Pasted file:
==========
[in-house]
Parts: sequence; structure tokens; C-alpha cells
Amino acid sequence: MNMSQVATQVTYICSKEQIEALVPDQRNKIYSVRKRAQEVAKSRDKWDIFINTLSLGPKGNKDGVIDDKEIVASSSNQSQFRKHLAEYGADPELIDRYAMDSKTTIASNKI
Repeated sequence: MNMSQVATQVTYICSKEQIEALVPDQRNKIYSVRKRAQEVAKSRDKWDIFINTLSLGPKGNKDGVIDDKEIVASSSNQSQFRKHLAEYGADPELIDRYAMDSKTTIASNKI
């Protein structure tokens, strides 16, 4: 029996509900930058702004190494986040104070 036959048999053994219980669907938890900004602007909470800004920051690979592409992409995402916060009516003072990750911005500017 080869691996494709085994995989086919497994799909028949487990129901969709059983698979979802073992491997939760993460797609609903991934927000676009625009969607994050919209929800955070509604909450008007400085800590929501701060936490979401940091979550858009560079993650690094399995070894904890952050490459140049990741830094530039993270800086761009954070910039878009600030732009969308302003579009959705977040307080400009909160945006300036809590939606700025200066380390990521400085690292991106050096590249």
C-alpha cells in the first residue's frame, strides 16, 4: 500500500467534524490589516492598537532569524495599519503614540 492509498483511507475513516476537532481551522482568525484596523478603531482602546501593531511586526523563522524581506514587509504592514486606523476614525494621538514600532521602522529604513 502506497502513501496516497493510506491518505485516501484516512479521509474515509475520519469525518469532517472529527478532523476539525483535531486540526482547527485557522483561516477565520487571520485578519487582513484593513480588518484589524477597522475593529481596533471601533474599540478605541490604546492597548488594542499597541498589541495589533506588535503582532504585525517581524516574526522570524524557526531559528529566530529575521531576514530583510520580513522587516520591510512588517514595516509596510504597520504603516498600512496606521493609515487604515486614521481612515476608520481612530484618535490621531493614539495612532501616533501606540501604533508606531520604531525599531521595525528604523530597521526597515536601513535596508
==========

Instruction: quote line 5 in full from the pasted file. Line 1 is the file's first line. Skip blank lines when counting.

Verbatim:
């Protein structure tokens, strides 16, 4: 029996509900930058702004190494986040104070 036959048999053994219980669907938890900004602007909470800004920051690979592409992409995402916060009516003072990750911005500017 080869691996494709085994995989086919497994799909028949487990129901969709059983698979979802073992491997939760993460797609609903991934927000676009625009969607994050919209929800955070509604909450008007400085800590929501701060936490979401940091979550858009560079993650690094399995070894904890952050490459140049990741830094530039993270800086761009954070910039878009600030732009969308302003579009959705977040307080400009909160945006300036809590939606700025200066380390990521400085690292991106050096590249």